On Sunday (Mom’s only day off), I tried to cajole Mom into organizing the guest bedroom closet, which houses half of her collection of cheap clothes. You can’t walk into it without getting irritated by the plastic bags housing giant, billowy comforters that take up most of the floor and tangle with your feet like leeches.
Mom grumbled about not wanting to clean, but followed me into the guest room anyway.
In addition to the usual crap, there were several other bags crowding the floor. Mom brings five or so bags to and from work, and tosses them in random spots when she gets home.
I watched as she rummaged through everything, unearthing Tupperware, smashed newspaper clippings, various-SPF tinted moisturizer tubes, crumb-filled magazines, piles of scratch paper cut into random sizes, bobby pins, medical billing papers, crunchy Japanese broad beans, hairbrushes and library books featuring knitting tutorials, British writers and Taiwanese schoolteachers.
She paused when she reached a mysterious plastic bag.
“What’s this? Oh!”
A tube of salami and three packages of cheese.
“How long has this been here?” I asked.
She couldn’t remember. “Four days?” she guessed. She opened the pack of salami and began eating.
“Is that safe to eat?”
“Sure. It’s cured.” She was into a cheese packet now. “Want some?”
I have a collection of Japanese home decor magazines. I'm going to start posting random photos from them, since I love the combination of Japanese kanji/hirigana/katakana with impeccable photography/styling/layout.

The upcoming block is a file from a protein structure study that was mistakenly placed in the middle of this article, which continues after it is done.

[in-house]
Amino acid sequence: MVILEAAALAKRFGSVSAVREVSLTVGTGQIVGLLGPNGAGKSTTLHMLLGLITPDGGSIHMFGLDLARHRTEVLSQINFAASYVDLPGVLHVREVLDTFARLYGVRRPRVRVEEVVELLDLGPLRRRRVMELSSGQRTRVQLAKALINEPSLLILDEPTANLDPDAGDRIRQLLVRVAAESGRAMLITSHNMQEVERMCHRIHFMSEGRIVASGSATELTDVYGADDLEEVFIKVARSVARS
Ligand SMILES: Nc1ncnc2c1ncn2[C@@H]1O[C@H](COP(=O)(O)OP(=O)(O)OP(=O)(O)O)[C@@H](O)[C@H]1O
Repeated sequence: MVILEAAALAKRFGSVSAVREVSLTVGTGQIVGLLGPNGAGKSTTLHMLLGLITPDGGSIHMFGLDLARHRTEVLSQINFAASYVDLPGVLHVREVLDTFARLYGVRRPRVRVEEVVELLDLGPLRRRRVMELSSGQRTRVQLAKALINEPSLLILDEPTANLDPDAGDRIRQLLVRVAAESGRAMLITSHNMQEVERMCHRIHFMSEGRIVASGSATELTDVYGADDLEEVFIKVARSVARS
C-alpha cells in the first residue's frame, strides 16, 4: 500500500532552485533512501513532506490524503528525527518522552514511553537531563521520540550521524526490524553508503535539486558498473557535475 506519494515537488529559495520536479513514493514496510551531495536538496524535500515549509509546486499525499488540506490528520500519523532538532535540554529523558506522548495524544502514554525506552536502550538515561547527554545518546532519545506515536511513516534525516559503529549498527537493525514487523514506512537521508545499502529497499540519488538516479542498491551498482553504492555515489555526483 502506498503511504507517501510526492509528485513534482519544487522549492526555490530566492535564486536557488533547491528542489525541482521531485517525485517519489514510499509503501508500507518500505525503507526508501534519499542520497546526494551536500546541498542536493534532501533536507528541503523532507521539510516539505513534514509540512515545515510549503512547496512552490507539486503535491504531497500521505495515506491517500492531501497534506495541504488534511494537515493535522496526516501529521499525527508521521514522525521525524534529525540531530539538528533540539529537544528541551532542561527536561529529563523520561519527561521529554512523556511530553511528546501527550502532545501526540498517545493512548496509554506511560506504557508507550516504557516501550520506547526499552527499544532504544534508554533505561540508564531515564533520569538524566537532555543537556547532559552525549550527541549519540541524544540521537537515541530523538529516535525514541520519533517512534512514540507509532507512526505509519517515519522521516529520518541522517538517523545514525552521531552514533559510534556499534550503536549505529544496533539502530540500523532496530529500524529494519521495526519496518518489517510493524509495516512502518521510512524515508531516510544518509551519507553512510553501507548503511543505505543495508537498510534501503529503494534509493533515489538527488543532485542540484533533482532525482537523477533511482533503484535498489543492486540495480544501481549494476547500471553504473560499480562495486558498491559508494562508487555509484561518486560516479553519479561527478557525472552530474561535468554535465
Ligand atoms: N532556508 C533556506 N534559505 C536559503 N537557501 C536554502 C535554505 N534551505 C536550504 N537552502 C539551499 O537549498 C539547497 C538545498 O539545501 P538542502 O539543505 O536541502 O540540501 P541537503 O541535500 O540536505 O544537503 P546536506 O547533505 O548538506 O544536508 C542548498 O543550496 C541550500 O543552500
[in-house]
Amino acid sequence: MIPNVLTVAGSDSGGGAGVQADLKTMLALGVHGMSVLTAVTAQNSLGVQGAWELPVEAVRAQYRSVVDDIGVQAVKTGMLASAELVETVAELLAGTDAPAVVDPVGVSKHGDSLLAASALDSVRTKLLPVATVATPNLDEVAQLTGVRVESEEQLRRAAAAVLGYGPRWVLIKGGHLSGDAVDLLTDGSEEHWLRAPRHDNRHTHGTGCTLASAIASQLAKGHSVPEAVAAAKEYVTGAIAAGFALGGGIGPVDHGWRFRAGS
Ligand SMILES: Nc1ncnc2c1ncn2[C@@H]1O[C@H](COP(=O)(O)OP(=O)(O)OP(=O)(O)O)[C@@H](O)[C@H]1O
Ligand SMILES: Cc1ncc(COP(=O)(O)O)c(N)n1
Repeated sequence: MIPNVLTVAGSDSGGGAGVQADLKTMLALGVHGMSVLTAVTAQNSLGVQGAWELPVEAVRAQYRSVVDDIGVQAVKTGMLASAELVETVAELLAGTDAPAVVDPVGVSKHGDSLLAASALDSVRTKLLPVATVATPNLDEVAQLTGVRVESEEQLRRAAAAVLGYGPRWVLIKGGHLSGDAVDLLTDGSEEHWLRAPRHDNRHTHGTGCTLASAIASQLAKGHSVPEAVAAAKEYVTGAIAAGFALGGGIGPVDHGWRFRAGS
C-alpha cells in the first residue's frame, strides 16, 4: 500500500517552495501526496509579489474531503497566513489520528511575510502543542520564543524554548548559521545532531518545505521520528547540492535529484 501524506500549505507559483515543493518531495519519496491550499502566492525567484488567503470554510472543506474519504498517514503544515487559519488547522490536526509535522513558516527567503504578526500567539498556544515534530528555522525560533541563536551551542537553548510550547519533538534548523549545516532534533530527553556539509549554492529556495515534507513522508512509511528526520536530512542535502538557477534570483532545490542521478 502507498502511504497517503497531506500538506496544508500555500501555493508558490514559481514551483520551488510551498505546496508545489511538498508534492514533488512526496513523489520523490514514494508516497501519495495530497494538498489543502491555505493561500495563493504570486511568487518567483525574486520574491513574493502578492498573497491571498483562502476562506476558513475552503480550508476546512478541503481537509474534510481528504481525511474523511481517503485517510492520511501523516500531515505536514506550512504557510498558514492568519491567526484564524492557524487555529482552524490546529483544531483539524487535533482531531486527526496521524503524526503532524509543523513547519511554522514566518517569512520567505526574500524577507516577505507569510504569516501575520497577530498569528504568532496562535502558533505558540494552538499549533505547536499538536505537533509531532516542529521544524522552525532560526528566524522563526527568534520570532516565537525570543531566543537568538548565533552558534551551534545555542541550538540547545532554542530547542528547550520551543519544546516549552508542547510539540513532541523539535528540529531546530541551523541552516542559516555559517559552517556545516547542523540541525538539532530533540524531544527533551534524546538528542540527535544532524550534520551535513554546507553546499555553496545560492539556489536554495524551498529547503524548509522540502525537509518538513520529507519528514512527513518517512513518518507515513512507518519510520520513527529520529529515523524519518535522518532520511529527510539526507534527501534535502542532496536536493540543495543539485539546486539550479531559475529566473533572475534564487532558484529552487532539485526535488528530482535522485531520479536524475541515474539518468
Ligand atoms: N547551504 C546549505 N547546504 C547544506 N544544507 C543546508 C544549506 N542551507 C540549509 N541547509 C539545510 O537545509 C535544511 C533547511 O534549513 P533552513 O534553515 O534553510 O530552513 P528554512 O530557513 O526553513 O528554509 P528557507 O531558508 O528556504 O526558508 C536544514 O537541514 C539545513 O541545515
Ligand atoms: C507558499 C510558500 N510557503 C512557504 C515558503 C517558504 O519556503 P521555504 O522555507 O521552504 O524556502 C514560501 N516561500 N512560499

This one is from a magazine called Kawaii something, Volume 2 (I have no idea what the second word is; I'll ask someone to translate it for me later).
“Ever been to Jiufen?” I asked Mom.
“You should go! It has a nice view of the sea. It’s supposed to be the city that inspired Spirited Away. And they have the best gweh I’ve ever tasted - your favorite, with taro and the green one with radish or whatever the chewy stuff is.”
She looked skeptical. “How did you get there? You don’t speak the language.”
[click image for more]
Two orange tabby brothers followed us home in December. They lived with us for five weeks, snuggling, wrestling, running around like madmen and punching each other in the face, until their owners saw our “found” signs (which had been posted in front of their house for weeks).
Chupa misses them a ton. They shredded furniture, ate my expensive paintbrushes, pawed wet paintings and shoved my brush around whenever I painted, but they were cute and soft fuzzballs.